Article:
Nicknamed The Human Vacuum Cleaner for his uncanny ability to gobble up virtually everything hit in his general direction with amazing regularity, Brooks Robinson is widely considered to be the greatest fielding third baseman in baseball history. The winner of a record 16 Gold Gloves at his position, Robinson set the standard against which all other third basemen are judged. Playing the hot corner with style and elegance throughout his 23-year major-league career, Robinson holds almost every lifetime record for third basemen by a wide margin. He played the most games at the position (2,870), compiled the best fielding percentage (.971), accumulated the most putouts (2,697) and assists (6,205), fielded the most chances (9,165), and participated in the most double plays (618). Robinson led American League third basemen in assists eight times and in fielding percentage 11 times. A solid hitter as well, Robinson hit 268 career home runs, knocked in a total of 1,357 runs, amassed 2,848 hits, and posted a lifetime .267 batting average. He had his greatest season in 1964, when he captured A.L. MVP honors by establishing career highs with 28 home runs, 118 runs batted in, and a .318 batting average. Robinson also placed in the top five in the balloting on four other occasions.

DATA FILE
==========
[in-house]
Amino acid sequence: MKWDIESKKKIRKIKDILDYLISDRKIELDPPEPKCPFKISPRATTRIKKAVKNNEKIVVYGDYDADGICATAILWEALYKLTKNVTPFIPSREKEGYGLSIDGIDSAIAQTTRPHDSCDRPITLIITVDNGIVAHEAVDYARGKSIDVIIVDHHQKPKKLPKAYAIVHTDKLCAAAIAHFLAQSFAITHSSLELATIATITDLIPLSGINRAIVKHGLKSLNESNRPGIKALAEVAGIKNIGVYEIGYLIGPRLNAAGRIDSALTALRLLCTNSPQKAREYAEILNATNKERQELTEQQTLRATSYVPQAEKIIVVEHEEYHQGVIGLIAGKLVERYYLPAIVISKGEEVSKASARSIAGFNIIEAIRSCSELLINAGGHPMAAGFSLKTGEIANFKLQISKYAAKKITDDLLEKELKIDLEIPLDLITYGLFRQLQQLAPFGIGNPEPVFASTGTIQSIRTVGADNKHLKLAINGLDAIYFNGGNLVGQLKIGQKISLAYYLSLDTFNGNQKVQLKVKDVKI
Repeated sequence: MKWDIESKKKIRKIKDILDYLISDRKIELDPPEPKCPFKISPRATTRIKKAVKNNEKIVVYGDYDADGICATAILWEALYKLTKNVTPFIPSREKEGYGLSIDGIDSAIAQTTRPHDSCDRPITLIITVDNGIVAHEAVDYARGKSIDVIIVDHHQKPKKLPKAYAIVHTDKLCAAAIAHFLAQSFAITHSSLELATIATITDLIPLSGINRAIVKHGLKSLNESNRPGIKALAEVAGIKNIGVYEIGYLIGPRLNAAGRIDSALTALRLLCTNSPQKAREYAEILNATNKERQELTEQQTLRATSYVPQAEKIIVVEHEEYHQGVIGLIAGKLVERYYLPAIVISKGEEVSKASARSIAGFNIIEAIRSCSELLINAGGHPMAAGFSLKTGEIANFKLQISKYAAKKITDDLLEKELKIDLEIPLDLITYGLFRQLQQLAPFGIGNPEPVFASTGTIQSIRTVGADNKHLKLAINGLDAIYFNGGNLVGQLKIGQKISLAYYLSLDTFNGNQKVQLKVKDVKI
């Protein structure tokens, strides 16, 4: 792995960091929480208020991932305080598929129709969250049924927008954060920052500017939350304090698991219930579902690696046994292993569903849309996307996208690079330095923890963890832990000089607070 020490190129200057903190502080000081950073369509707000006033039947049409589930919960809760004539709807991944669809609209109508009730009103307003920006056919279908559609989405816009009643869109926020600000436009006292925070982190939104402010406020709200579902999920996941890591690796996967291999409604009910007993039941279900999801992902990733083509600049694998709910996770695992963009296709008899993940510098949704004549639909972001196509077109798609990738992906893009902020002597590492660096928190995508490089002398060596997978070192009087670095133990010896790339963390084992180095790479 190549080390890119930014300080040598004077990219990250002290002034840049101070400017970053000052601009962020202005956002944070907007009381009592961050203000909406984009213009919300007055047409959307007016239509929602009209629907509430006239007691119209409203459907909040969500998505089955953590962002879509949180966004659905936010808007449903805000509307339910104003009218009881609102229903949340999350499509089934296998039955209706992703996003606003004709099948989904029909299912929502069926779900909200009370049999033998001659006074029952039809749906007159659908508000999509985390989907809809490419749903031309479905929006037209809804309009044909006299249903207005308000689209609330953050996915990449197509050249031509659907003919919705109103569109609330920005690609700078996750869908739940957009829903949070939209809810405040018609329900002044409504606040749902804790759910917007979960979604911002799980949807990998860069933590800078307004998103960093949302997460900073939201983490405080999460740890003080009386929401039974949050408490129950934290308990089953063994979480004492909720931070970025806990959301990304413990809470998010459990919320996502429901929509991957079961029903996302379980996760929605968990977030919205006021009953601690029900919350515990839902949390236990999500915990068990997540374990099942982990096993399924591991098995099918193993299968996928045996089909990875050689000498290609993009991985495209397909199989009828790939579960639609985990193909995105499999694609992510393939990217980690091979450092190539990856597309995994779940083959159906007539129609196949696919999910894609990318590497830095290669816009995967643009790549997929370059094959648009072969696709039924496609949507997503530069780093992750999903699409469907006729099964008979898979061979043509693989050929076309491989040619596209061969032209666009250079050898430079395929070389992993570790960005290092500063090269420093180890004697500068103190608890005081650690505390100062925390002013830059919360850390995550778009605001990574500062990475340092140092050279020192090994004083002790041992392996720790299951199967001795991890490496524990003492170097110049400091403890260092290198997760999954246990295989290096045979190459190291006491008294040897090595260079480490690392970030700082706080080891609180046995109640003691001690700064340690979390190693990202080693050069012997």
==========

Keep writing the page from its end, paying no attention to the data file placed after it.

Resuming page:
Born in Little Rock, Arkansas on May 18, 1937, Brooks Calbert Robinson attended Little Rock Central High School, where he didn’t even play baseball. In fact, Robinson was playing second base in a church league when he was discovered. After signing with the Baltimore Orioles as an 18-year-old amateur free agent in 1955, Robinson moved directly to the big leagues. He spent his first few seasons sitting on the Orioles bench, watching future Hall of Fame third baseman George Kell wind down his career with the team. Robinson received his first serious playing time in 1958, after Kell retired at the conclusion of the previous campaign. The 21-year-old third baseman played well in the field, but he failed to impress at the plate, batting only .238, hitting just three home runs, and driving in only 32 runs in just over 500 plate appearances. Injuries limited Robinson to only 88 games the following season, but he began to show promise as a hitter, raising his batting average to .284.